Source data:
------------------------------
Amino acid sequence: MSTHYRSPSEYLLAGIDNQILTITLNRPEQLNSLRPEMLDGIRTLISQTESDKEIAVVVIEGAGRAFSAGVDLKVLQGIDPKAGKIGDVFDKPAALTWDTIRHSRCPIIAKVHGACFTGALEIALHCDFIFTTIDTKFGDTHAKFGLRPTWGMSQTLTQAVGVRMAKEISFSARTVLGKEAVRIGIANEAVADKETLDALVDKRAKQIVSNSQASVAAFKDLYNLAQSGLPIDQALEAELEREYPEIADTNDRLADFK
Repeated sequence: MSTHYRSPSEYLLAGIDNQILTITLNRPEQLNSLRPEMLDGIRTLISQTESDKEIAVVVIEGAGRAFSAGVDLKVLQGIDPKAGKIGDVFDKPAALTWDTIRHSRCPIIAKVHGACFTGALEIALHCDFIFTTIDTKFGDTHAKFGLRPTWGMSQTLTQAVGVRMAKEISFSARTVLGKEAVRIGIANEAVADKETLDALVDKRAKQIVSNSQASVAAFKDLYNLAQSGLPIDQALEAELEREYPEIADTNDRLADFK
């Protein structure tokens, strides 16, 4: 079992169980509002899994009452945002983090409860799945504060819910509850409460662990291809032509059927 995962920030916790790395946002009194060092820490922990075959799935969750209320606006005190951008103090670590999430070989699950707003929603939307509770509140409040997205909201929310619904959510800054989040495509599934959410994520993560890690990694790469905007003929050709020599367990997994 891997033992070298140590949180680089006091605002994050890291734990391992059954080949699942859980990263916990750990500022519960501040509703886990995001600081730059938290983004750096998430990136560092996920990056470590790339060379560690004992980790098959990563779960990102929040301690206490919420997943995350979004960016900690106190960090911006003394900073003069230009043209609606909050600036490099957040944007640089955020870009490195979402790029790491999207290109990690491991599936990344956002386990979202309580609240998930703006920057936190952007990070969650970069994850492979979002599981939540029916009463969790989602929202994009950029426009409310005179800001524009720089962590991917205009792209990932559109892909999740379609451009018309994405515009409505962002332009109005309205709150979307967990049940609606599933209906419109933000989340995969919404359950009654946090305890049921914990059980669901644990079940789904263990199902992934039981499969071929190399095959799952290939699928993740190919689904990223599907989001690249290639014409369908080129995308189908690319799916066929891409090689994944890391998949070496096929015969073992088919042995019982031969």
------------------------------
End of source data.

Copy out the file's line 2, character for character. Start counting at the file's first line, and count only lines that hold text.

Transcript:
Repeated sequence: MSTHYRSPSEYLLAGIDNQILTITLNRPEQLNSLRPEMLDGIRTLISQTESDKEIAVVVIEGAGRAFSAGVDLKVLQGIDPKAGKIGDVFDKPAALTWDTIRHSRCPIIAKVHGACFTGALEIALHCDFIFTTIDTKFGDTHAKFGLRPTWGMSQTLTQAVGVRMAKEISFSARTVLGKEAVRIGIANEAVADKETLDALVDKRAKQIVSNSQASVAAFKDLYNLAQSGLPIDQALEAELEREYPEIADTNDRLADFK